With a $110-million price-tag, the F-35 fighter jet is the most expensive weapon ever built for America’s arsenal — but nine years into development, it’s also a weapon still “not acceptable for combat,” and plagued by huge cost overruns that one lawmaker is calling a “scandal.”
Those were the troubling messages exchanged Tuesday during a Senate Armed Services Committee hearing into the $379-billion weapons program — along with an acknowledgement that the U.S. can’t afford to see the program fail.
“If the F-35 doesn’t succeed, we’ll be in a pickle,” J. Michael Gilmore, the Department of Defense’s director of operational test and evaluation, told members of the Senate Armed Services Committee.
The primary technical issue centers on the so-called “brain” of the F-35 — known as the Autonomic Logistic Information System, or ALIS — which controls plane operations, maintenance, scheduling and supply chain management. It’s considered as essential to the aircraft’s operation as the airframe and engine. Of the myriad concerns involving ALIS, the primary is that there is no backup for data processing – which means that a failure could in theory ground the entire 2,443-aircraft force. Other issues include a lack of testing, inability to communicate with legacy systems and cybersecurity questions
“ALIS remains immature and requires labor-intensive workarounds not acceptable in combat,” Gilmore said. His testimony was the most critical of the F-35 program — and the least optimistic about the ability to quickly fix and deliver an update for ALIS. He spoke of “significant” cyber security issues and testing that’s been “hardly sufficient.” A 2013 Pentagon study projected any delay with ALIS could hike program costs $20-$100 billion.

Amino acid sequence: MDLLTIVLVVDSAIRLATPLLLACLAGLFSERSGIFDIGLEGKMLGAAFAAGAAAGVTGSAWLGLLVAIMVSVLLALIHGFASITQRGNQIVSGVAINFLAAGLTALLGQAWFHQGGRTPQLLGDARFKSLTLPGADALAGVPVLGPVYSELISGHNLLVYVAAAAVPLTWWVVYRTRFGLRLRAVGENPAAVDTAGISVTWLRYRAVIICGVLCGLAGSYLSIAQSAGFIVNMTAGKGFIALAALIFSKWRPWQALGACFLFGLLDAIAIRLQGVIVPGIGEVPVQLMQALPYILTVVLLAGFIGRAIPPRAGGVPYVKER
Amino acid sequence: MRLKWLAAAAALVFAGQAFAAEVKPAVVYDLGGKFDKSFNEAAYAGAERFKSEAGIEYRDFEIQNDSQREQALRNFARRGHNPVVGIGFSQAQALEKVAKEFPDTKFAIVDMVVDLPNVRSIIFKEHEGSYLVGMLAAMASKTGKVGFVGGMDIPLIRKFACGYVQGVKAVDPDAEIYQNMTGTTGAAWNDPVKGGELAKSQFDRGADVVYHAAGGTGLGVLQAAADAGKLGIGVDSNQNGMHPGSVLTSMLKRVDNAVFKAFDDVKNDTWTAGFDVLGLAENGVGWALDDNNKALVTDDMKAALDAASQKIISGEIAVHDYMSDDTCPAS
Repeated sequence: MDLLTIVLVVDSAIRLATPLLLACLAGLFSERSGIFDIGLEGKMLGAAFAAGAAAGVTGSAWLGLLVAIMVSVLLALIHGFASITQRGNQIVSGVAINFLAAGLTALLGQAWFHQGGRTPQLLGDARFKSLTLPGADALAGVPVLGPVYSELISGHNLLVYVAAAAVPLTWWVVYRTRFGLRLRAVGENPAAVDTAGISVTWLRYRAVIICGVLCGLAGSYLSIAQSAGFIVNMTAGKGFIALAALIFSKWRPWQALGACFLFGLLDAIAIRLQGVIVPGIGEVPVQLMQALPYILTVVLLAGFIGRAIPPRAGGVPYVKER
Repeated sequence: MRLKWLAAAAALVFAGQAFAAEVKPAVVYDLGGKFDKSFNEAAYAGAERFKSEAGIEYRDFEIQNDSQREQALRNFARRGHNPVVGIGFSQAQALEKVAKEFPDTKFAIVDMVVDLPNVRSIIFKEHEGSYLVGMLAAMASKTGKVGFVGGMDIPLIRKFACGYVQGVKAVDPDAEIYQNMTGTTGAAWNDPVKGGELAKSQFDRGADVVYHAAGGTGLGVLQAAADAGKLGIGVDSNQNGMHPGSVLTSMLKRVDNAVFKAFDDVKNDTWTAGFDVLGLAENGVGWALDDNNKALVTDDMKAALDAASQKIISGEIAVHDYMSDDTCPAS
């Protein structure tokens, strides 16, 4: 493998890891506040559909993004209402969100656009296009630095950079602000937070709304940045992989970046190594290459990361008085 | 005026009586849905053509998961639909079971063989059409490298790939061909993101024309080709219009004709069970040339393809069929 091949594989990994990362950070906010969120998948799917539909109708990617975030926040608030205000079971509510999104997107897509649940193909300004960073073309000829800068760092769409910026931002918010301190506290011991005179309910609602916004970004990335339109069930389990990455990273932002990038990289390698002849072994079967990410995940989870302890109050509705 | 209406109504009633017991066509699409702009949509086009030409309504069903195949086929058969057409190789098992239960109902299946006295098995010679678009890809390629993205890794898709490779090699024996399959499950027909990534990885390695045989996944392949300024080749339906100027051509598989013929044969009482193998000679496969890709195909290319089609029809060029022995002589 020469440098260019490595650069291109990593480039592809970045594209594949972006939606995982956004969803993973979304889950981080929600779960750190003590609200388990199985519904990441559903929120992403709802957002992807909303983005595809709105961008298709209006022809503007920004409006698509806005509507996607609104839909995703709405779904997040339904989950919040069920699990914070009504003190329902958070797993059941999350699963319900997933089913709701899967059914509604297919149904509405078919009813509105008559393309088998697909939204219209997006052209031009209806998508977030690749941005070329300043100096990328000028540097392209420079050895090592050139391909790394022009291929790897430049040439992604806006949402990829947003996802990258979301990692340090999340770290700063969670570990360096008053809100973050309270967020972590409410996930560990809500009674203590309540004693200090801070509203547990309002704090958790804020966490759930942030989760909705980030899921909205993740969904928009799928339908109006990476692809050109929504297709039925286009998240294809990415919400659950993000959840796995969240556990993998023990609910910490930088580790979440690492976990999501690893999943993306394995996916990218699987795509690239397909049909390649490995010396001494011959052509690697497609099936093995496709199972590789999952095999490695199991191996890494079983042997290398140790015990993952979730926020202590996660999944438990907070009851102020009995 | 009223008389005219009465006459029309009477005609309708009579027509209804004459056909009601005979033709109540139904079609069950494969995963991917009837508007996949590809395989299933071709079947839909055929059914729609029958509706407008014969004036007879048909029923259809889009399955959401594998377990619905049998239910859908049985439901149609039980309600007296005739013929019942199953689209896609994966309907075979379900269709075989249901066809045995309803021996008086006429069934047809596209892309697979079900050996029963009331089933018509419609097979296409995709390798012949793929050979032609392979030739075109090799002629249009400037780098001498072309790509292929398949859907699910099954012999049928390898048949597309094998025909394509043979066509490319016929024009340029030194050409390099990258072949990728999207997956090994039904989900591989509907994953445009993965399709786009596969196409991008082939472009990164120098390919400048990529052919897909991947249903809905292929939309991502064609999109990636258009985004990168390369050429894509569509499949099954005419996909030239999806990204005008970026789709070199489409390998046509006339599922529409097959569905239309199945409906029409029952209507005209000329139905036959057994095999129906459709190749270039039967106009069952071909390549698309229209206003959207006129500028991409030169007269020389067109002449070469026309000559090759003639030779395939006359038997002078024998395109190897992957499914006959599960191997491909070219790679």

Yet Gilmore also acknowledged how much – in term of manpower, money and warfighting ability – was on the line with the jet, which is intended to be used by the Air Force, Navy, Marines and several foreign nations.
Air Force Lt. Gen. Christopher Bogdan, the F-35’s program manager, was more bullish on the plane’s prospects. He heads a crew of 2,590 people with an annual budget – excluding the plane costs – of $70 million.
The delivery of an improved ALIS is only 60 days behind, Bogdan said, and should be ready by October. Gilmore had said 2018 was a more realistic timeframe for a system to be in place.
While committee chairman Sen. John McCain, R-Ariz., criticized the development of the F-35 as “a scandal” with cost overruns that “have been disgraceful,” Bogdan tried to put the program in context.
“The F-35 is a long-term investment in the defense of this nation,” he said. “And our future adversaries are not sitting still. And in the next 10, 20, 30 years we may very well need the capabilities that the F-35 will provide us to maintain our leadership in the world.”
Those capabilities include high-tech abilities such as projecting information onto $400,000 custom-built pilot helmets. Special cameras around the plane give pilots a 360-degree view of their environment. Sensors on one F-35 will interact with nearby planes to form a more accurate picture of heavily-defended battle environments that are then loaded onto plane computers in real-time.
“What makes us better and special is what’s on the inside of those airplanes,” Bogdan said. “Our radar, our abilities to take information into the battle space – and the weapons to employ that knowledge. That’s what makes it different.”
But of course, such impressive technological leaps come with stumbles.
“The F-35 is still in development, and this is a time when challenges and discoveries are expected,” Bogdan said.
Frank Kendall, the under secretary of defense for acquisition, technology and logistics, has been around the program since its inception in 2007. He’s seen a beginning where production on the jet began before the plane’s design was even tested. And Kendall has been a part of the turnaround. A few F-35s are already flying and Bogdan is hopeful of having 145 delivered by 2020.
“The F-35 is no longer a program that keeps me up at night,” Kendall said.